Of the many statements he gave, all are inconsistent; sometimes he’d be pedantic about the smallest and most insignificant of details (“no it definitely wasn’t that”) and yet, he’d be impossibly vague about whole events (“I can’t be certain, it were a while ago, you know?”). But when asked where, when, how and why he murdered Ruth Fuerst, he would simply state (“I don’t recall”). Except to say: (Christie’s whisper) “it were while I was having intercourse with her, I strangled her with a piece of rope”.
As the full weight of Reg’s naked spindly body bared-down upon her, his putty-white legs pressed tightly around her skinny thighs, trapping her legs; as Ruth’s arms flailed wildly - being gripped in panic, fear and unable to breath, let alone scream - the more her trembling hands grasped at the taut rope which slowly crushed her throat, the tighter he pulled it.
As her soft youthful skin turned a mottled shade of puce as the blood vessels in her face swelled and ruptured. As the tightening ligature forced her tongue to jut-out of her mouth like it was trying to escape from her silently screaming face. As being in uncontrollable terror, her shaking body expelled its last splash of urine and faeces. And as the capillaries in the whites of her eyes began to burst so they appeared almost black, the last thing that Ruth saw - wasn’t the sweet smile of her baby daughter, the peaceful fields of her hometown of Bad Voslau, or Ludwig & Friederike Fuerst, her beloved parents – but the terrifying grimace of Reg Christie; the father-figure she liked, trusted and (he thought) loved, as in his hands he gripped both ends of the straining rope, until her life drained away.
There she lay, dead. (Christie’s whisper) “She looked more beautiful in death than in life… I remember I gazed down at the still form of my first victim and experienced a strange peaceful thrill”.
But his thrill was to be short-lived. (Loud knock at door)
Receiving a telegram that his wife would be home that evening, Reg dragged the naked corpse from the bedroom, along the communal hallway and into his front room, and under a large rug, where (with a few floorboards loose after a plumber had repaired a leaky pipe) he hid Ruth’s body.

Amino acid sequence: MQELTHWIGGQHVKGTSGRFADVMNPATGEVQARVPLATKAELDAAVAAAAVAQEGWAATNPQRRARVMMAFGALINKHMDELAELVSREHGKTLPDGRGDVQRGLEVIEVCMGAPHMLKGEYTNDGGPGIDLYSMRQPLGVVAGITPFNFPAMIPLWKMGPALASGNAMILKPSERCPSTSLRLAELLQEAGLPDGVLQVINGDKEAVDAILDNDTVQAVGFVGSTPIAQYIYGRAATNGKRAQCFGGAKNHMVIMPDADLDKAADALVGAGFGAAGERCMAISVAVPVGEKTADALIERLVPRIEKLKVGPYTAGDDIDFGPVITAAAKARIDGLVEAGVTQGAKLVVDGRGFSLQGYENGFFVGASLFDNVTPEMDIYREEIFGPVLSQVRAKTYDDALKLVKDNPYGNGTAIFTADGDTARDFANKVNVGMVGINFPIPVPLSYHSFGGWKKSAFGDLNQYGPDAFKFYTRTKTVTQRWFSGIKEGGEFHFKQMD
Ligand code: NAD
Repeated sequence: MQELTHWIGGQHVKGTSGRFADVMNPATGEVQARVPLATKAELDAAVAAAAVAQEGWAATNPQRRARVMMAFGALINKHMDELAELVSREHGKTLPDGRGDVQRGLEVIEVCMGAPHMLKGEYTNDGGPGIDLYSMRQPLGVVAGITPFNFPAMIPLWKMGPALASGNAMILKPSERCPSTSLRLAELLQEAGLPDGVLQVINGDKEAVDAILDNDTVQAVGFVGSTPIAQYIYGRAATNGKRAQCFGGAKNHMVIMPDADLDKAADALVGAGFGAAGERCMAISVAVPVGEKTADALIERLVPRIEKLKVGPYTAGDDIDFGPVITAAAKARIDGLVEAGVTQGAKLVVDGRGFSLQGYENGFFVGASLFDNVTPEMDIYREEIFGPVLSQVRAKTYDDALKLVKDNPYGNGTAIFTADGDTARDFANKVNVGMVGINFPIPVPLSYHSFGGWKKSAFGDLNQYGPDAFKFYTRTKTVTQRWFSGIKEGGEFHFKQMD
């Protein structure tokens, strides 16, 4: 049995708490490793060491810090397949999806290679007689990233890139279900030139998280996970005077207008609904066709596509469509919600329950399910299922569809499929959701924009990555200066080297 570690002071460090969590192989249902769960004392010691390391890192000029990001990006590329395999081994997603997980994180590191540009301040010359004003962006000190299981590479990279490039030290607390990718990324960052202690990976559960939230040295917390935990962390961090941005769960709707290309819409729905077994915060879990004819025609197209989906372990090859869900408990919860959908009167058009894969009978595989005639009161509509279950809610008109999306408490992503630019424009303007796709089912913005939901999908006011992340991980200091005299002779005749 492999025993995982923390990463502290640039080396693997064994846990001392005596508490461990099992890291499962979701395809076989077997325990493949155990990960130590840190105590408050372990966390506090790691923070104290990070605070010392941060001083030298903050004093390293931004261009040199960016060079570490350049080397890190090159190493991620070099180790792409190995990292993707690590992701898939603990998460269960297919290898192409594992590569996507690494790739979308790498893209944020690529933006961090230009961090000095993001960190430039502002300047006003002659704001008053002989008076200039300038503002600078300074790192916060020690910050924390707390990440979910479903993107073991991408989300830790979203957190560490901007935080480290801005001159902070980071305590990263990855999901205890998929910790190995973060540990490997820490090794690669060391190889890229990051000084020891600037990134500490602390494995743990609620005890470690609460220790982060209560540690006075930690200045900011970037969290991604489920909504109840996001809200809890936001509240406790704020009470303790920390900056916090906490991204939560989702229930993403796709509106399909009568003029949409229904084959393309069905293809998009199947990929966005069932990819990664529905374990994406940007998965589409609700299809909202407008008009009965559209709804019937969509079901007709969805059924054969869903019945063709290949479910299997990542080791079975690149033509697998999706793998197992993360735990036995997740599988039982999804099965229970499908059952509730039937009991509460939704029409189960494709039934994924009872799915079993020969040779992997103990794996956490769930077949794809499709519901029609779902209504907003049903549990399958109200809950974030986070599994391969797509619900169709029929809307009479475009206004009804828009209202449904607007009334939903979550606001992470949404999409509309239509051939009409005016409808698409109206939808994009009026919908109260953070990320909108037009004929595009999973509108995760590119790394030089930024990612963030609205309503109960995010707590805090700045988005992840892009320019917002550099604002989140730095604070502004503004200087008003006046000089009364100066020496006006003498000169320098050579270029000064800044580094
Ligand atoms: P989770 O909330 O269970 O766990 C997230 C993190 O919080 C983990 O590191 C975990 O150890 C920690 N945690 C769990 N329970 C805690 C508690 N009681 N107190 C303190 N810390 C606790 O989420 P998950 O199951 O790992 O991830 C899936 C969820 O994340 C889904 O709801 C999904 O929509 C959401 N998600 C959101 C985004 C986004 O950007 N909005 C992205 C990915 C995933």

Ethel arrived home that night and – with fresh sheets on the bed, her brother (Henry) fast asleep just a few feet away, Reg having burned the clothes in a dustbin and buried the body by the back-garden – she was none-the-wiser; of the sex, the death, the body, or her husband, the murderer.
There were four other tenants at 10 Rillington Place that day, but none of them heard a sound. And although, John Reginald Halliday Christie made several vague statements; when asked in court “Mr Christie, was this the first person you had killed”? He would reply (Christie) “I think so, I don’t recall”.
21 year old Ruth Margarete Christina Fuerst was just a girl with weak legs, bad blood and painful teeth, who (somehow) had escaped persecution, anti-Semitism and her extermination in a concentration camp at the hand of the Nazis. She had endured hardship, poverty, hunger, bombings, imprisonment, abandonment and the loss of her family, her home, her baby and – finally - her life.
But being listed only as missing, not dead and certainly not murdered, Ruth Fuerst would become just one of thousands of innocent civilians believed to have been killed in the war-time bombing raids.
(Christie’s whisper) “She were Austrian I believe, a nice girl, plain but sad-looking… but in war-time, it wasn’t unheard of for someone to simply vanish”. (End)
OUTRO: Ladies and gentlemen, thank you so much for listening to Murder Mile.
If you enjoyed part one, part two of The Other Side of 10 Rillington Place continues next Thursday. And if you’re a murky miler, stay tuned for more goodies after the break, but before that, here’s my recommended podcasts of the week; which are Unresolved and Dark Histories. (PLAY PROMO)
A huge thank you goes out to my new Patreon supporters, who are literally saving my life by financially keeping Murder Mile afloat with their generous donations, which I definitely don’t spend on cake. This week’s heroes are Alex Stone and Harriet Oliver. May your world be full of Belgian buns, battenbergs and fondant fancies. For me? That’s as good as heaven.
Murder Mile was researched, written and performed by myself, with a special voice cameo by Police Constable Arsenal Guinness and with the main musical themes written and performed by Erik Stein & Jon Boux of Cult With No Name.
Thank you for listening and sleep well.
Credits: The Murder Mile true-crime podcast was researched, written and recorded by Michael J Buchanan-Dunne, with the sounds recorded on location (where possible), and the music written and performed by Erik Stein & Jon Boux of Cult With No Name. Additional music was written and performed by various artists, as used under the Creative Common Agreement 4.0. A list of tracks used and the links are listed on the relevant transcript blog here.
Michael J Buchanan-Dunne is a writer, crime historian, podcaster and tour-guide who runs Murder Mile Walks, a guided tour of Soho’s most notorious murder cases, hailed as “one of the top ten curious, quirky, unusual and different things to do in London”, nominated "one of the best true-crime podcasts at the British podcast Awards 2018", and featuring 12 murderers, including 3 serial killers, across 15 locations, totaling 75 deaths, over just a one mile walk.
Michael J Buchanan-Dunne is a crime writer, podcaster of Murder Mile UK True Crime and creator of true-crime TV series.